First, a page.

In the meantime, the police’s attention are drawn to Etienne De Sousa, the mysterious cousin. According to Lady Hattie, she knows his coming to the house when his letter arrived at breakfast. On the other hand, in his interview with Poirot he said that he had written to the Stubbsess three weeks prior to his presence. Who is one to believe? If Hattie lies, what are her reasons? Likewise, what makes De Sousa lie to the detective?
As The Most Fascinating Character, I have chosen Amanda Folliat. It is not an obvious choice because I had Alec Legge in mind (see Cast of Characters). Yet, the more I think about the role she plays, the more I realise that she is indeed a fascinating character. First and foremost, she holds the key to the case . Second of all, her opening up to Poirot at the beginning about her family and the Stubbsess are quite arresting. Which elderly women who are not keen at telling the past to anyone? And why to the Belgian, not the police? Is it because he is a foreigner or has she been aware of the sleuth’s reputation and as a friend of Mrs. Oliver? There is more about this woman that meets the eye as the same credits go to Esa, Imhotep’s mother (Death Comes As The End – see the Notes).
My criticism about the plot, however, lies at the huge amount of private knowledge the suspects shared with Poirot. Take the example of Marylin Tucker, the younger sister of Marlene, who tells him about the money her elder sister got from blackmailing a very dangerous person. The detective comes to see the family a month after the murder, after the inquest. I wonder why such information cannot be obtained by the local police from the family? Did they ask the wrong questions? Or, did they not listen well?
On the one hand, the success of Poirot is due to his nagging sense of ‘a gap’ in the case and apparently the great work of his grey cells. On the other, an outsider like the sleuth has the advantage of seeing matters clearer without judgment. To this virtue, I suppose, whereby the authoress stands. What do you think?
As mentioned previously, Alec Legge is an enigmatic character. For he happens to rent a cottage and stays there with his smart wife, Sally, on ‘doctor’s order.’ When Tucker is killed, they have been at the cottage for a month. What is fascinating is the curious case of Alec’s nervous breakdown; a young intelligent man who looks sane. Until the end, Christie keeps readers in the dark about them, but a hint of Sally being attracted to Weyman.
From whom does Christie derive Alec? His being in the shell makes Sally suffer and drive them apart. In the closing chapter readers know who he really is; an atom scientist who is fear of something or someone. His predicament might be similar to the brilliant Mathematician Alan Turing, who was committed suicide in 1952 – see the photograph on the right.
Lastly, in Spring 2013, I was at the boathouse in Greenway. It beggars belief that such a serene spot has inspired a crime fiction; a lateral idea that only reminds many that murders may happen in the unimaginable places.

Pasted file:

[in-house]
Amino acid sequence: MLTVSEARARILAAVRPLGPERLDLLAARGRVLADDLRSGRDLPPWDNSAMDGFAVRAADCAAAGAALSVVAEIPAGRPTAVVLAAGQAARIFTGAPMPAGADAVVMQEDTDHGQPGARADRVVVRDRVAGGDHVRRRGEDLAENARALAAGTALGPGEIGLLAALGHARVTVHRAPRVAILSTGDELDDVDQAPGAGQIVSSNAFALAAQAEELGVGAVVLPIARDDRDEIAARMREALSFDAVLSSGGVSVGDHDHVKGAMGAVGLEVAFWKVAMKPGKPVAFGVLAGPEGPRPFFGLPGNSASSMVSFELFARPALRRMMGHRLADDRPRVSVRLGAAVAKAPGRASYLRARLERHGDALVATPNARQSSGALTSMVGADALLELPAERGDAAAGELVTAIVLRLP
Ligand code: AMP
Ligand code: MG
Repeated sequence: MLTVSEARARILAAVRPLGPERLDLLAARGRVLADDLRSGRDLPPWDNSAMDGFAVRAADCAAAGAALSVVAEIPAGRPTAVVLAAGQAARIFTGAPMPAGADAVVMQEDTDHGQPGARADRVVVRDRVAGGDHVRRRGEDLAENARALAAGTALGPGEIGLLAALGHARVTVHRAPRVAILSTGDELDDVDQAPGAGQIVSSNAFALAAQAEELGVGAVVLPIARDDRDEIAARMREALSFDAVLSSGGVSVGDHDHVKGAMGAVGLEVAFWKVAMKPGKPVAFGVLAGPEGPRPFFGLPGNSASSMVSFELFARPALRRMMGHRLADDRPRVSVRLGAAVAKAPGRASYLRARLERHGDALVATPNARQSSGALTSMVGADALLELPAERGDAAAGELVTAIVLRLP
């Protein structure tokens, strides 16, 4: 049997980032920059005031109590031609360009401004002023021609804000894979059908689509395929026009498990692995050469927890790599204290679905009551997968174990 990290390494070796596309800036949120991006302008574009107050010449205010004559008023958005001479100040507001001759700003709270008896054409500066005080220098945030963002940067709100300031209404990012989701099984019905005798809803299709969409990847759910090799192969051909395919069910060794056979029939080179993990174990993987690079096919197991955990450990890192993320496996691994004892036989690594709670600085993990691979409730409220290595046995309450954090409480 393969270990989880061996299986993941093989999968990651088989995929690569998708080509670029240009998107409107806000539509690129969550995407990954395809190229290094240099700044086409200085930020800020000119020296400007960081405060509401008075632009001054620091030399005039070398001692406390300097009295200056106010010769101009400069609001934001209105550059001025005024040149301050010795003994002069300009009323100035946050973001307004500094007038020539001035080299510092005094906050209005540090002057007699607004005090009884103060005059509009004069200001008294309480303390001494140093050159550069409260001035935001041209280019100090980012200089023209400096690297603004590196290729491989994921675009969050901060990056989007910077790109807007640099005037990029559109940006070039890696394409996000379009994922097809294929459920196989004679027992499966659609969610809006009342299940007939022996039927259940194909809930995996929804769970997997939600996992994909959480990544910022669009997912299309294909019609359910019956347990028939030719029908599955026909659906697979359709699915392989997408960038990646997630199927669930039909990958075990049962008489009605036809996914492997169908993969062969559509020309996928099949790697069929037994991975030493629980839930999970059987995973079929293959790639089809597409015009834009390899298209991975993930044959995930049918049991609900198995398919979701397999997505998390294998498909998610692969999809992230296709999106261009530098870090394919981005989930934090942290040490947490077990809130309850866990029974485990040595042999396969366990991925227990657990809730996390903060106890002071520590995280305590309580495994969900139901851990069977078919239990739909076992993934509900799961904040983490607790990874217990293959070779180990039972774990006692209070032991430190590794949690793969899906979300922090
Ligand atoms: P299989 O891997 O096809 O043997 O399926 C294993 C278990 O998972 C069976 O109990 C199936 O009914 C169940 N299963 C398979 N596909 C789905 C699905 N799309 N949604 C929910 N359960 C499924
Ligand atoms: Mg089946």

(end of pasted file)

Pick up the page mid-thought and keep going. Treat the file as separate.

On the whole, Dead Man’s Folly is a joy to read, ponder and re-read; a case of love, of despair and of justice that pinpoints the human nature in the face of adversity.
-Old Merdell’s remark to Poirot: ‘Always be Folliats at Nasse’
-Miss Brewis sees Lady Hattie slip out of the house at night before the fete
-Loose soil is found underneath the Folly, which triggers cracks on its foundation
-Amanda Folliat lies about her younger son whom was killed in Italy during the war
-Sir George Stubbs is seen to have shouted at an Italian girl who trespasses a day before the fete
-Sir George is a bigamist
– Marlene Tucker is Old Merdell’s granddaughter
-Michael Weyman expresses his surprise of knowing that Lady Stubbs asked Miss Brewis to have brought a tray of cake and tea for Marlene Tucker down at the boathouse
Cast of Characters:
‘You know those lines of Spenser’s? Sleep after toyle, port after stormie seas, ease afterwar, death after life, doth greatly please….
Alec Legge (Sally’s husband, the atom scientist)
Amanda Brewis (Sir George’s secretary and the housekeeper of Nasse House)
Amanda Folliat (the former owner of Nasse House who now lives at the lodge)
Ariadne Oliver (Poirot’s sidekick, a crime novelist)
Inspector Bland (of local chief constable)
Constable Bob Hoskins
Etienne De Sousa (Hattie’s distant cousin from West Indies)
Sir George Stubbs (the owner of Nasse House, Hattie’s husband)
Lady Hattie Stubbs (Sir George’s wife)
Captain Jim Warburton
Marlene Tucker (Old Merdell’s granddaughter)
The Matersons (the husband is a local M.P. and the wife is a shrewd woman)
Michael Weyman (an architect whose presence at Nasse is to build a tennis pavilion for Lady Stubbs, Sally’s friend)
Old Merdell (who has been working at Nasse House since he was a boy, Marlene’s maternal grandfather)
Sally Legge (Alec’s wife and Michael Weyman’s friend)
Mrs. Tucker (Marlene’s mother)
Major Werall (The Chief Constable of the County)
The Most Fascinating Character: Amanda Folliat